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Summer 2007 Vol. V, No. 4

Maingate Connections

Lessons Learned

We must strive to remember the young medical students we were thirty years ago, working together to help the injured without regard to religious or political views.
Tawfik Zein (MD ‘77) chairman of AUB alumni in the Eastern Province of Saudi Arabia.

Our class, the class of 1977, witnessed a major part of the Lebanese Civil War. Two of our premedical classmates and one classmate from second-year medicine were killed. In a perverse way, however, it was a good year because the war gave us the opportunity for unparalleled training. The American University Hospital (AUH) opened its doors to all casualties, regardless of religion or political affiliation.

Although tensions were high all around Lebanon and the country was polarized between competing factions, the staff at AUH maintained their professionalism and integrity at all times. Their determination gave them strength and kept them going during the long hours they worked treating casualties. Because it was too dangerous to venture outside, many of us slept at the hospital for weeks before going home for a day or two and then returning to the hospital. The streets were divided among ethnic groups, and kidnappings and killings were common.

After graduating from AUB, I did my urology training in the United States and sub-specialized in urologic oncology at Roswell Park Cancer Institute in New York State. In 1989, I moved to Saudi Arabia with my family to work with Aramco in the Urology Department of their hospital, and in 1998 I joined the newly formed AUB alumni committee. Learning from the excellent work of other committees, we decided to keep the AUB community interactive and connected—something we have continued to do. We often have joint events with our colleagues in Bahrain, for example. Our alumni committee also started an endowment scholarship fund at AUB. I am very proud that we have raised enough money to pay the tuition for eight students already. We also help the AUB director of admissions recruit new applicants to the University by arranging visits and meetings with families of prospective students.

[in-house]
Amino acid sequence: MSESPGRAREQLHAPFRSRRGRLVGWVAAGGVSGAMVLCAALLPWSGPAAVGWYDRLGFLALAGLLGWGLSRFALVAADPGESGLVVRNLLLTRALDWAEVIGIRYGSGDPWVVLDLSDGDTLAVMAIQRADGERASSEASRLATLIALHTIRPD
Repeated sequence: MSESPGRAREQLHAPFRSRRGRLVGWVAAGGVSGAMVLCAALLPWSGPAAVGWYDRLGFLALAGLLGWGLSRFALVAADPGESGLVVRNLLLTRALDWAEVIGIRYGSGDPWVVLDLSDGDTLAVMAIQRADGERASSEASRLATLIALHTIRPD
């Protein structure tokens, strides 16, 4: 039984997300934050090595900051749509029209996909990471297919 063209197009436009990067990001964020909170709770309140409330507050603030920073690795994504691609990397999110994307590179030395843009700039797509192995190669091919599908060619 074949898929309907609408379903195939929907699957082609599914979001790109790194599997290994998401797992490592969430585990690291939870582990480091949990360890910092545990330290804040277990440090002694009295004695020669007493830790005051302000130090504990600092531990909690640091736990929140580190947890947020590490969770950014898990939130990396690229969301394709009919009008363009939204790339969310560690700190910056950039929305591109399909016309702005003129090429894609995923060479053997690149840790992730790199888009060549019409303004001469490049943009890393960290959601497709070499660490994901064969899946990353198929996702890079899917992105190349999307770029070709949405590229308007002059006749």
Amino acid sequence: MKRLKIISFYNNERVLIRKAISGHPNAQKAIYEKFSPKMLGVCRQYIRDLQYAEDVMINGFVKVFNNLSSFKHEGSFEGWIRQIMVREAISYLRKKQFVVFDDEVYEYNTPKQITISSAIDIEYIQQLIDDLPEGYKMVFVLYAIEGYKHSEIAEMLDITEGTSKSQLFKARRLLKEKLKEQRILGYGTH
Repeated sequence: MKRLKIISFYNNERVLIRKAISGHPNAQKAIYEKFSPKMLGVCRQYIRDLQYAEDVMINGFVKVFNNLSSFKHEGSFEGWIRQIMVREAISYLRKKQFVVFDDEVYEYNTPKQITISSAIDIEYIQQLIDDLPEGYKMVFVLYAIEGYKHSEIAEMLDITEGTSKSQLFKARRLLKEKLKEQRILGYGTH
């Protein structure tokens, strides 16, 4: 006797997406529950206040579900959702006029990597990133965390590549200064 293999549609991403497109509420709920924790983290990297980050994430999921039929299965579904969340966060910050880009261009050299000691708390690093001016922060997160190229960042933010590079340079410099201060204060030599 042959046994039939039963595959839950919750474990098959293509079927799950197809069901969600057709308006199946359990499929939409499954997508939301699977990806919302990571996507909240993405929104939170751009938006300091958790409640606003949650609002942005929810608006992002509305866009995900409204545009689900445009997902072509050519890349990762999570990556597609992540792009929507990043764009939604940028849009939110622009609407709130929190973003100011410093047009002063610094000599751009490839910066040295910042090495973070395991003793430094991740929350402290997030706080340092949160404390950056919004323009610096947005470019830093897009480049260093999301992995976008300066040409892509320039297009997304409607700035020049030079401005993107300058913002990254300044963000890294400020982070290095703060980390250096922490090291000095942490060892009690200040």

Looking at old pictures from my years as an AUB medical student, I realize that our class is dispersed all over the world, with the majority in the United States, some in the Gulf, and a small minority in Lebanon. Working with other alumni chapters for Class Reunion 2007, we were inspired by the idea of reuniting like a family—a chance to renew old memories and also a chance to get back in touch with each other. Like our alumni committee in the Eastern Province, the Class of MD ’77 is a diverse group in terms of its specialties and studies, yet we work hand in hand to promote AUB and its commitment to liberal education, tolerance, non-sectarianism, and critical thinking.

We must strive to remember the young medical students we were thirty years ago, working together to help the injured, without regard to religious or political views. One of the great lessons I learned at AUB was tolerance. I learned that if people let themselves get to know each other better, they will learn that their differences really stem from divergent perceptions and perspectives of their specific cultures. If all Lebanese are taught tolerance and to feel a sense of belonging and commitment to Lebanon, the country will survive and peace and harmony will prevail. zeinta@yahoo.com

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MainGate welcomes contributions from alumni reflecting on their AUB experiences as well as stories about their lives after graduation. Submissions may be sent to maingate@aub.edu.lb